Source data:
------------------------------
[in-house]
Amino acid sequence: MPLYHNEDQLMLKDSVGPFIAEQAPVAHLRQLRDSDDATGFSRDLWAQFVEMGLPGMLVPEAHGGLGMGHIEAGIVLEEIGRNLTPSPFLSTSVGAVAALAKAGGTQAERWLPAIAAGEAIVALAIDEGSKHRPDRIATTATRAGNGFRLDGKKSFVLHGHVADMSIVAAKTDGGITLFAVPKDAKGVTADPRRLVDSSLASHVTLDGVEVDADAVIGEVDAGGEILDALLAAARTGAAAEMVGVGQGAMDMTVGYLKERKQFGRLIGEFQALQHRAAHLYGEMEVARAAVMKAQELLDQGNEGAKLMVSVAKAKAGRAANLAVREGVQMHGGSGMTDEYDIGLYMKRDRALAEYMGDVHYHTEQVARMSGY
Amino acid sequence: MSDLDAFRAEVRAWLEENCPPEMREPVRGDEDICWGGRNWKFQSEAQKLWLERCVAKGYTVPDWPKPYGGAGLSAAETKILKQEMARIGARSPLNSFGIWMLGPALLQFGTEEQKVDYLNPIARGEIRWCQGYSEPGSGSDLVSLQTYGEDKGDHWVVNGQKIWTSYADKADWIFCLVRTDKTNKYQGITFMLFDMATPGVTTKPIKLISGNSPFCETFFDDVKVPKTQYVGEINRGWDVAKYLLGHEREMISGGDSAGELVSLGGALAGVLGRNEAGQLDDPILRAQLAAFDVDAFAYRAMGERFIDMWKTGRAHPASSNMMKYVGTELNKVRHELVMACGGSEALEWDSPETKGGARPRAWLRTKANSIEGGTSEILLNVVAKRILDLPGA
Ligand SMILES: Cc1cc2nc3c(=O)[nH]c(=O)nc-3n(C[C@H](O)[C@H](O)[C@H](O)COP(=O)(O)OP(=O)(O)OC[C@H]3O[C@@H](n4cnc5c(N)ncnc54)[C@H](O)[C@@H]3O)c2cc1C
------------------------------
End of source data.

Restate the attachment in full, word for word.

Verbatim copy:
[in-house]
Amino acid sequence: MPLYHNEDQLMLKDSVGPFIAEQAPVAHLRQLRDSDDATGFSRDLWAQFVEMGLPGMLVPEAHGGLGMGHIEAGIVLEEIGRNLTPSPFLSTSVGAVAALAKAGGTQAERWLPAIAAGEAIVALAIDEGSKHRPDRIATTATRAGNGFRLDGKKSFVLHGHVADMSIVAAKTDGGITLFAVPKDAKGVTADPRRLVDSSLASHVTLDGVEVDADAVIGEVDAGGEILDALLAAARTGAAAEMVGVGQGAMDMTVGYLKERKQFGRLIGEFQALQHRAAHLYGEMEVARAAVMKAQELLDQGNEGAKLMVSVAKAKAGRAANLAVREGVQMHGGSGMTDEYDIGLYMKRDRALAEYMGDVHYHTEQVARMSGY
Amino acid sequence: MSDLDAFRAEVRAWLEENCPPEMREPVRGDEDICWGGRNWKFQSEAQKLWLERCVAKGYTVPDWPKPYGGAGLSAAETKILKQEMARIGARSPLNSFGIWMLGPALLQFGTEEQKVDYLNPIARGEIRWCQGYSEPGSGSDLVSLQTYGEDKGDHWVVNGQKIWTSYADKADWIFCLVRTDKTNKYQGITFMLFDMATPGVTTKPIKLISGNSPFCETFFDDVKVPKTQYVGEINRGWDVAKYLLGHEREMISGGDSAGELVSLGGALAGVLGRNEAGQLDDPILRAQLAAFDVDAFAYRAMGERFIDMWKTGRAHPASSNMMKYVGTELNKVRHELVMACGGSEALEWDSPETKGGARPRAWLRTKANSIEGGTSEILLNVVAKRILDLPGA
Ligand SMILES: Cc1cc2nc3c(=O)[nH]c(=O)nc-3n(C[C@H](O)[C@H](O)[C@H](O)COP(=O)(O)OP(=O)(O)OC[C@H]3O[C@@H](n4cnc5c(N)ncnc54)[C@H](O)[C@@H]3O)c2cc1C